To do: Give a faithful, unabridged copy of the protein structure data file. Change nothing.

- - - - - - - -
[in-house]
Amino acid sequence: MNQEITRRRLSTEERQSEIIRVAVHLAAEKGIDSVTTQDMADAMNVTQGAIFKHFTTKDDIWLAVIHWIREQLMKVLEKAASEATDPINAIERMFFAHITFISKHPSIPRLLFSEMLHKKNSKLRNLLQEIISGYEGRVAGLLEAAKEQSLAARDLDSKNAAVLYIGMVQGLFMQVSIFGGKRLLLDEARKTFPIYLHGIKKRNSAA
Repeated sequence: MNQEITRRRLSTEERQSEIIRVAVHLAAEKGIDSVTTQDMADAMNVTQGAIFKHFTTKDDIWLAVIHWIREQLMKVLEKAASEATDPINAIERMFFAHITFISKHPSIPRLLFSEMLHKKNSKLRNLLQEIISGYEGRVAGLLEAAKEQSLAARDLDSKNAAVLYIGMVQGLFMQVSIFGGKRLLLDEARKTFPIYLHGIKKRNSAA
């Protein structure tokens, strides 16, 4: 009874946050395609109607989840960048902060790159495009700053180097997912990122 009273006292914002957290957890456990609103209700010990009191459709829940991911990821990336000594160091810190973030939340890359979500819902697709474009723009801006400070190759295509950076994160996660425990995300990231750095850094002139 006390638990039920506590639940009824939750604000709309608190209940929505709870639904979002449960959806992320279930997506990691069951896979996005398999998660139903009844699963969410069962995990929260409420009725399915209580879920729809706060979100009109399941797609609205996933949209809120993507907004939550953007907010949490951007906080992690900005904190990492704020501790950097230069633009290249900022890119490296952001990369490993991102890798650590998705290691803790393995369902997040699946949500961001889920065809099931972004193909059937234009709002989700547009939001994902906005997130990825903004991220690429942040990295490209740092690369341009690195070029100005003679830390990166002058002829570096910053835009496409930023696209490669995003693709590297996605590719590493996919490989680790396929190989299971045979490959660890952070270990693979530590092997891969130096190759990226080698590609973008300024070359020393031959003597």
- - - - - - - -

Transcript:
[in-house]
Amino acid sequence: MNQEITRRRLSTEERQSEIIRVAVHLAAEKGIDSVTTQDMADAMNVTQGAIFKHFTTKDDIWLAVIHWIREQLMKVLEKAASEATDPINAIERMFFAHITFISKHPSIPRLLFSEMLHKKNSKLRNLLQEIISGYEGRVAGLLEAAKEQSLAARDLDSKNAAVLYIGMVQGLFMQVSIFGGKRLLLDEARKTFPIYLHGIKKRNSAA
Repeated sequence: MNQEITRRRLSTEERQSEIIRVAVHLAAEKGIDSVTTQDMADAMNVTQGAIFKHFTTKDDIWLAVIHWIREQLMKVLEKAASEATDPINAIERMFFAHITFISKHPSIPRLLFSEMLHKKNSKLRNLLQEIISGYEGRVAGLLEAAKEQSLAARDLDSKNAAVLYIGMVQGLFMQVSIFGGKRLLLDEARKTFPIYLHGIKKRNSAA
């Protein structure tokens, strides 16, 4: 009874946050395609109607989840960048902060790159495009700053180097997912990122 009273006292914002957290957890456990609103209700010990009191459709829940991911990821990336000594160091810190973030939340890359979500819902697709474009723009801006400070190759295509950076994160996660425990995300990231750095850094002139 006390638990039920506590639940009824939750604000709309608190209940929505709870639904979002449960959806992320279930997506990691069951896979996005398999998660139903009844699963969410069962995990929260409420009725399915209580879920729809706060979100009109399941797609609205996933949209809120993507907004939550953007907010949490951007906080992690900005904190990492704020501790950097230069633009290249900022890119490296952001990369490993991102890798650590998705290691803790393995369902997040699946949500961001889920065809099931972004193909059937234009709002989700547009939001994902906005997130990825903004991220690429942040990295490209740092690369341009690195070029100005003679830390990166002058002829570096910053835009496409930023696209490669995003693709590297996605590719590493996919490989680790396929190989299971045979490959660890952070270990693979530590092997891969130096190759990226080698590609973008300024070359020393031959003597």